ACTION COMICS #1005
Written by Brian Michael Bendis
Art by Ryan Sook, Brad Anderson, Josh Reed
Edited by Edited by Jessica Chen, Mike Cotton, Brian Cunningham
Published by DC Comics
Release Date: November 28, 2018
The Rebirth era of Superman caught my attention and held onto it through the entire run. The Brian Michael Bendis-written era of the Man of Steel, however, has been a bit of a take-it-or-leave-it for me. I’ve continued to check in on the books, but I haven’t really gotten overly excited about any of the chapters.
Drawn by Ryan Sook, colored by Brad Anderson, and lettered by Josh Reed, Action Comics #1005 is an easily approachable middle (near-end?) chapter in an ongoing tale.
Recent issues of Action Comics have opened with peeks onto the desks of Daily Planet staffers, which is a fun commonality for the individual issues and might serve as nice milestones in the eventual collections. An entire review could be written about those alone, but I’ll just leave it with letting you know that Action Comics #1005 features Lois Lane’s desk, and has references to Kate Spencer, Ray Palmer, and Teen Lantern.
Oh yeah. Action Comics #1005 also has some pages with Superman in it and more about the suspicious fires around Metropolis and the secret criminal goings-on in Metropolis. Sook draws the living daylights out of everything in this comic. The little snapshot of the Atom on Lois’ desk, the H-E-R-O dial in the backgrounds of the opening scene, the Action Comics debut of the Question – all of it is spectacular. Details pile on top of and around other details, making every single page of this comic a story in and of itself.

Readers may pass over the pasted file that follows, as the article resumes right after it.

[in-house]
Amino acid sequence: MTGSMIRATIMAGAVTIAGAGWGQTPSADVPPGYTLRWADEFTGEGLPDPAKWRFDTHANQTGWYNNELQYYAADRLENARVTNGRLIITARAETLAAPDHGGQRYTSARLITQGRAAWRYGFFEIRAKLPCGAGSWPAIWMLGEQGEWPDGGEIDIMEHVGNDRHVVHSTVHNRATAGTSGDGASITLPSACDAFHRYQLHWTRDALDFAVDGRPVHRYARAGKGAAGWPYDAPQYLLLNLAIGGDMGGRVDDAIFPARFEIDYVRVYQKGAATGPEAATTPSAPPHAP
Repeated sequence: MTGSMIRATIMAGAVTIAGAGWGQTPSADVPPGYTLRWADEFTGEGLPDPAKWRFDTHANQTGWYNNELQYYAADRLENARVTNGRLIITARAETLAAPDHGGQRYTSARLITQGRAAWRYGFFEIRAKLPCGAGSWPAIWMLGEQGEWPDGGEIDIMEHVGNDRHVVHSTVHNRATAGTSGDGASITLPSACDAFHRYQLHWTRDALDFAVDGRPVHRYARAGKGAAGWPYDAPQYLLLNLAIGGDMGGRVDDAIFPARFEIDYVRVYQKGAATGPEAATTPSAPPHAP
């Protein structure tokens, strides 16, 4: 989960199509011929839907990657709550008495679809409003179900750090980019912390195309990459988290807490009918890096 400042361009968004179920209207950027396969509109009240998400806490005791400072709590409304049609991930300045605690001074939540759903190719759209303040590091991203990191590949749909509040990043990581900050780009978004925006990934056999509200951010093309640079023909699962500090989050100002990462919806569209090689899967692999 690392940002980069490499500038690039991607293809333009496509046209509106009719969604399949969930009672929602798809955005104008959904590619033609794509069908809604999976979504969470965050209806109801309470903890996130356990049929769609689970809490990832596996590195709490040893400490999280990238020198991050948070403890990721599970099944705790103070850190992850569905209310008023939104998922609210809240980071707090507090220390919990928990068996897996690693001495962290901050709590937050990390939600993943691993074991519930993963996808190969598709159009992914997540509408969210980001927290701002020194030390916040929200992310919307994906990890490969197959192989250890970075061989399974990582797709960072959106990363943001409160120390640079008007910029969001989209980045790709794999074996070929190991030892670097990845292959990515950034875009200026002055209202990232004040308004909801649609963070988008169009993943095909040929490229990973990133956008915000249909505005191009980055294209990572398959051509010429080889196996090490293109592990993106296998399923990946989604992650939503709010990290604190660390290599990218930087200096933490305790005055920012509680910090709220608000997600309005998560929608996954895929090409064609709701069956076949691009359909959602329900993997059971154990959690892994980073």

As a bonus, Bendis adds dialog and moves some of the plots forward while introducing new players and threads. In some panels, he slathers in text, but Sook works well with Bendis, and vice versa, as the heavier dialog spaces also tend to have more shadows. When Superman hits the panels, he only drops nine words over six pages, which is all front-loaded. And those six pages are epic.
Superman battles the Red Cloud, and throughout the entire sequence, Sook and Anderson show off their powers and abilities beyond mortal men. Anderson leans into Superman’s individual palette nicely here, with a strong range of blues and reds, even distinct reds between the Last Son of Krypton’s cape and the wisps swirling from the Red Cloud. The balance of the issue plays into secondary and tertiary colors – but bold – migrating into new palettes that telegraph to the reader that this story is about more than just the Man of Steel.
The last page reveal is a humdinger, wonderfully twisting together the talents of Bendis, Sook, Anderson, and Reed, giving the reader an image that is deceptively simple, wonderfully telling, and powerful. As Reed does throughout the issue, he layers the dialog into balloons, pacing out the speech, in a natural style that allows for respiration for the speaker while maximizing impact for the reader.
Part five of the “Invisible Mafia” story, gave me a nice jumpstart for my interest in the Superman line. I’m in for the next issue, to be certain, and I cannot wait to see more of Superman, the Question, and maybe even Kate Spencer’s alter ego in action in Action Comics.
The Verdict: 8.5/10